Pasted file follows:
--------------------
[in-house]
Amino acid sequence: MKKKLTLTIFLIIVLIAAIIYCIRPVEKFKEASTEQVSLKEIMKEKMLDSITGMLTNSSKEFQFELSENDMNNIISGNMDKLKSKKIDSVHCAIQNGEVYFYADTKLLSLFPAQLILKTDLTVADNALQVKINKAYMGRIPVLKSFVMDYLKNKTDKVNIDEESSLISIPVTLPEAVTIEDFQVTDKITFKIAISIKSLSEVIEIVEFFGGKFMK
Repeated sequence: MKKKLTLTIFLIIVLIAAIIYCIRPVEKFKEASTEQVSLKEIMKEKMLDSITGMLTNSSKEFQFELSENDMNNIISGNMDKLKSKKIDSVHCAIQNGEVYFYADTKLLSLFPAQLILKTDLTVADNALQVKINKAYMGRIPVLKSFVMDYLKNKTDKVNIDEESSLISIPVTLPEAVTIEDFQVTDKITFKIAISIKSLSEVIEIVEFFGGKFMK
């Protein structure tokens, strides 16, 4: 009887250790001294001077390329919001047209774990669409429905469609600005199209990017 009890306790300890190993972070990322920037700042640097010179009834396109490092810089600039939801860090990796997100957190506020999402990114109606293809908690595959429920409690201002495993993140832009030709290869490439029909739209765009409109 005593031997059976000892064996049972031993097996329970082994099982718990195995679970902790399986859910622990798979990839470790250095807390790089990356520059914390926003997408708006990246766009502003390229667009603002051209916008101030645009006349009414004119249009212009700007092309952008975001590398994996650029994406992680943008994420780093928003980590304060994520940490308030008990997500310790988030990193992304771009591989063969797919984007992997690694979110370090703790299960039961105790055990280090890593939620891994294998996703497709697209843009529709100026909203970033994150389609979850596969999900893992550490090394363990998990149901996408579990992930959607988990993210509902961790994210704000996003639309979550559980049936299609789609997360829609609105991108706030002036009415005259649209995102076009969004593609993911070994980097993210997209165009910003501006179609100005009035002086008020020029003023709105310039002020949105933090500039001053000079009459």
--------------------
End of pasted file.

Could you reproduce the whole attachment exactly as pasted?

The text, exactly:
[in-house]
Amino acid sequence: MKKKLTLTIFLIIVLIAAIIYCIRPVEKFKEASTEQVSLKEIMKEKMLDSITGMLTNSSKEFQFELSENDMNNIISGNMDKLKSKKIDSVHCAIQNGEVYFYADTKLLSLFPAQLILKTDLTVADNALQVKINKAYMGRIPVLKSFVMDYLKNKTDKVNIDEESSLISIPVTLPEAVTIEDFQVTDKITFKIAISIKSLSEVIEIVEFFGGKFMK
Repeated sequence: MKKKLTLTIFLIIVLIAAIIYCIRPVEKFKEASTEQVSLKEIMKEKMLDSITGMLTNSSKEFQFELSENDMNNIISGNMDKLKSKKIDSVHCAIQNGEVYFYADTKLLSLFPAQLILKTDLTVADNALQVKINKAYMGRIPVLKSFVMDYLKNKTDKVNIDEESSLISIPVTLPEAVTIEDFQVTDKITFKIAISIKSLSEVIEIVEFFGGKFMK
């Protein structure tokens, strides 16, 4: 009887250790001294001077390329919001047209774990669409429905469609600005199209990017 009890306790300890190993972070990322920037700042640097010179009834396109490092810089600039939801860090990796997100957190506020999402990114109606293809908690595959429920409690201002495993993140832009030709290869490439029909739209765009409109 005593031997059976000892064996049972031993097996329970082994099982718990195995679970902790399986859910622990798979990839470790250095807390790089990356520059914390926003997408708006990246766009502003390229667009603002051209916008101030645009006349009414004119249009212009700007092309952008975001590398994996650029994406992680943008994420780093928003980590304060994520940490308030008990997500310790988030990193992304771009591989063969797919984007992997690694979110370090703790299960039961105790055990280090890593939620891994294998996703497709697209843009529709100026909203970033994150389609979850596969999900893992550490090394363990998990149901996408579990992930959607988990993210509902961790994210704000996003639309979550559980049936299609789609997360829609609105991108706030002036009415005259649209995102076009969004593609993911070994980097993210997209165009910003501006179609100005009035002086008020020029003023709105310039002020949105933090500039001053000079009459």